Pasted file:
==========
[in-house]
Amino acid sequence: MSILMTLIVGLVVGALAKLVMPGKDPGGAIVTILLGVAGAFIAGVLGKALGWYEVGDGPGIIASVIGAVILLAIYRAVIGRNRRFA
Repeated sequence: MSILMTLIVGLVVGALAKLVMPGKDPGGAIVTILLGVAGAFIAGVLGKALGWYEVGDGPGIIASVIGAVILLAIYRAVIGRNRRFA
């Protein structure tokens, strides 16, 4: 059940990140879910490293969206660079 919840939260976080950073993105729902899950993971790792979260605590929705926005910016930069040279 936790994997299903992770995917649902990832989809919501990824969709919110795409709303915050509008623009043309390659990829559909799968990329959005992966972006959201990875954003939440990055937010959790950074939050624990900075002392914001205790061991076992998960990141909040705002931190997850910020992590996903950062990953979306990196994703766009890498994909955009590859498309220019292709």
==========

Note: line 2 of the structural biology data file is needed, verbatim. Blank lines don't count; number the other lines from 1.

Amino acid sequence: MSILMTLIVGLVVGALAKLVMPGKDPGGAIVTILLGVAGAFIAGVLGKALGWYEVGDGPGIIASVIGAVILLAIYRAVIGRNRRFA